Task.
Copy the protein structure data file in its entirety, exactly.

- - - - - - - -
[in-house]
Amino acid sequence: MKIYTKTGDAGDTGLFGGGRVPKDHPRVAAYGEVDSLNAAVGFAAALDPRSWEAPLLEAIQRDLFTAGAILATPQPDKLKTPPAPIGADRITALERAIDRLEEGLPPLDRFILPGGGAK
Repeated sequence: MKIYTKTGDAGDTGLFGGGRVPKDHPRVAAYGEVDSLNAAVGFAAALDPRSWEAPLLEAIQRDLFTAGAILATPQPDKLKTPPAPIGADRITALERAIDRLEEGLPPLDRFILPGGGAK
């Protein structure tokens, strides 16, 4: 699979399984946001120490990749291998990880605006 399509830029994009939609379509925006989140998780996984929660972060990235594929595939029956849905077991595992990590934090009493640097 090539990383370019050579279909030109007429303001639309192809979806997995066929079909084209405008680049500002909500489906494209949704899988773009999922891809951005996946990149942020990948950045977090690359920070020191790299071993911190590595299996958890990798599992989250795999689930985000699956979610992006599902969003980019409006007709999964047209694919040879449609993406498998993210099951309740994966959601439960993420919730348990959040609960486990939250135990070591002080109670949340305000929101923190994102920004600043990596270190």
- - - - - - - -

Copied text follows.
[in-house]
Amino acid sequence: MKIYTKTGDAGDTGLFGGGRVPKDHPRVAAYGEVDSLNAAVGFAAALDPRSWEAPLLEAIQRDLFTAGAILATPQPDKLKTPPAPIGADRITALERAIDRLEEGLPPLDRFILPGGGAK
Repeated sequence: MKIYTKTGDAGDTGLFGGGRVPKDHPRVAAYGEVDSLNAAVGFAAALDPRSWEAPLLEAIQRDLFTAGAILATPQPDKLKTPPAPIGADRITALERAIDRLEEGLPPLDRFILPGGGAK
């Protein structure tokens, strides 16, 4: 699979399984946001120490990749291998990880605006 399509830029994009939609379509925006989140998780996984929660972060990235594929595939029956849905077991595992990590934090009493640097 090539990383370019050579279909030109007429303001639309192809979806997995066929079909084209405008680049500002909500489906494209949704899988773009999922891809951005996946990149942020990948950045977090690359920070020191790299071993911190590595299996958890990798599992989250795999689930985000699956979610992006599902969003980019409006007709999964047209694919040879449609993406498998993210099951309740994966959601439960993420919730348990959040609960486990939250135990070591002080109670949340305000929101923190994102920004600043990596270190």